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Abstract Details

A Systemic Review of Neurological Signs, Symptoms, and Neuroimaging Findings of Nipah Virus (NiV) Infection
Infectious Disease
P9 - Poster Session 9 (8:00 AM-9:00 AM)
13-005
The Nipah virus is an enveloped, negative-sense, single-stranded RNA paramyxovirus. The first report of infection was from an outbreak in Malaysia around 1998-1999, and the most recent one was in India in August 2023. In the appropriate clinical scenario and based on the signs and symptoms, clinicians should suspect NiV in patients who have meningoencephalitis or respiratory illnesses.

This systemic review aims to provide an overview of the neurological signs, symptoms, and neuroimaging findings in patients with Nipah virus infection.

 

The PRISMA guideline was used to design this systemic review. Medical subject headings (MeSH), keywords, and specific phrases related to the topic were introduced in academic databases to collect papers that met our eligibility criteria. Papers excluded were gray literature, unpublished papers, and those not related to the topic. Subsequently, every paper was reviewed with the JBI checklist or NewCastle-Ottawa scale for quality appraisal. Neurological manifestations and neuro-imaging findings in patients with NiV infection were listed and quantified.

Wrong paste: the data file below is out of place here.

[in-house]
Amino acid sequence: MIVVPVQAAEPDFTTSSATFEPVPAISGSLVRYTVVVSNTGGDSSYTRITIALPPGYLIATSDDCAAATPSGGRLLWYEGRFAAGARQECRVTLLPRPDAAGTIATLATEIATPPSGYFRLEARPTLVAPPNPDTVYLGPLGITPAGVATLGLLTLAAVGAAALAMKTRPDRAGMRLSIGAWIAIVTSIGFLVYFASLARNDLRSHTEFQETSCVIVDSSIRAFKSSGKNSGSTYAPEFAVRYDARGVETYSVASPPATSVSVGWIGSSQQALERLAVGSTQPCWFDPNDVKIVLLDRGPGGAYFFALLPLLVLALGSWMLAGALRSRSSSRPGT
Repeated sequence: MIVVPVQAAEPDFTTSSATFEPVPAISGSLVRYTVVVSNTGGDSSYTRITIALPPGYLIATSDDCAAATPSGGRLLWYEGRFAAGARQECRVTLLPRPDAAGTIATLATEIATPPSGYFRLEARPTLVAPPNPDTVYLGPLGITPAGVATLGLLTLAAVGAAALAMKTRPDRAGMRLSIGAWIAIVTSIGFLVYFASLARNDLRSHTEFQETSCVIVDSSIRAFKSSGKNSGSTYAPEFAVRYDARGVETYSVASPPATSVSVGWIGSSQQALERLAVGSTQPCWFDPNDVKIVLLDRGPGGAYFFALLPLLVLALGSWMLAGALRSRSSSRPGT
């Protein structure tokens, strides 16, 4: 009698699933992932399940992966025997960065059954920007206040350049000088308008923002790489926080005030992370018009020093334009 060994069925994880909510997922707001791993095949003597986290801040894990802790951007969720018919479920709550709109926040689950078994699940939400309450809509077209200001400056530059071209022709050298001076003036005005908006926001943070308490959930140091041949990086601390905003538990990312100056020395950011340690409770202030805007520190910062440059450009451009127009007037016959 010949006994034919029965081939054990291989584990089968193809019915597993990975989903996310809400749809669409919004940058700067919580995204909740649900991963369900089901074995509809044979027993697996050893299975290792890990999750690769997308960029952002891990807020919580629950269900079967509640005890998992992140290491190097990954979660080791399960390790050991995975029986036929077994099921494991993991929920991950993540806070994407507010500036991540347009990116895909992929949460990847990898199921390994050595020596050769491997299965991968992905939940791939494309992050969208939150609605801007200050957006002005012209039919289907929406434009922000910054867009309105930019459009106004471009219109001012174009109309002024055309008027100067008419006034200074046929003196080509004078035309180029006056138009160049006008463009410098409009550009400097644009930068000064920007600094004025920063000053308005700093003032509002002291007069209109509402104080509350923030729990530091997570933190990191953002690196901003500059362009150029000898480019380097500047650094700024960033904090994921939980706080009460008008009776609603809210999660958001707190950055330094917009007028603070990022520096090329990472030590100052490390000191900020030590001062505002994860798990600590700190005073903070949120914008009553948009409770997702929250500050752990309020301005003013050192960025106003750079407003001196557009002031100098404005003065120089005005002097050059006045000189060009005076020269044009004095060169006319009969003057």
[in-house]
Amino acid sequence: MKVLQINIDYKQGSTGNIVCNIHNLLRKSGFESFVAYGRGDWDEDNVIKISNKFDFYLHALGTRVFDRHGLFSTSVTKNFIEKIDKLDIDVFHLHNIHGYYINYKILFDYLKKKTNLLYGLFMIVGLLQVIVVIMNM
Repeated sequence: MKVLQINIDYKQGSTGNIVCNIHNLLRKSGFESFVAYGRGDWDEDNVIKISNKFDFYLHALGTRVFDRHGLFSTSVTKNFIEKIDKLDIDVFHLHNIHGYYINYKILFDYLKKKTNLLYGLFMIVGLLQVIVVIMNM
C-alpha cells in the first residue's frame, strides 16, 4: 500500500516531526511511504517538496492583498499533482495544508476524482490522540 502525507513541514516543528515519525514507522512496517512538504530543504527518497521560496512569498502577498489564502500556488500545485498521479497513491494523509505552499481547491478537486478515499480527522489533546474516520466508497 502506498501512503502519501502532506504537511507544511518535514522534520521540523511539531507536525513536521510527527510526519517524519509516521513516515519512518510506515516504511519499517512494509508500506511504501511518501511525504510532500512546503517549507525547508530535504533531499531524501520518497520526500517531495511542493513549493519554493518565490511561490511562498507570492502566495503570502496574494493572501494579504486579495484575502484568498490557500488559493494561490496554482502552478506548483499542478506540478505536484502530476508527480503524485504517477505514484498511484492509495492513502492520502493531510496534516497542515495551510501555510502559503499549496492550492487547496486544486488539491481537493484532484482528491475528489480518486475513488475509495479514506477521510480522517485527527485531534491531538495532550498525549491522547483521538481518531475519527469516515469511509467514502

A total of eight papers with 374 patients were analyzed. These included cross-sectional, retrospective, and prospective cohort studies, which were used to calculate the frequency of the neurological features reported in NiV infection. Pupillary abnormalities (52.13%), cranial neuropathies (41.43%), hyporeflexia (40.73%), and myoclonus (35.04%) were the most frequent neurological signs. On the other hand, the most repeated symptoms were a depressed level of consciousness (85.19%), headache (72.65%), dizziness (41.12%), and seizures (23.93%). Additionally, brainstem hyperintensities (61.54%), cortical hyperintensities (43.48%), scattered deep white matter hyperintensities (40.94%), and cerebellar hyperintensities (38.46%) were the most reported imaging findings.

Clinicians should be aware that NiV can infect the CNS and cause meningoencephalitis with a variety of focal, non-specific findings. Additional research is required to define further features, such as mortality and long-term complications.

Authors/Disclosures
Carlos L. Vindel, MD (Universidad Católica Santiago de Guayaquil)
PRESENTER
Dr. Vindel has nothing to disclose.
No disclosure on file
Mauricio Perez Davila, MD (Yale New Haven Hospital) Dr. Perez Davila has nothing to disclose.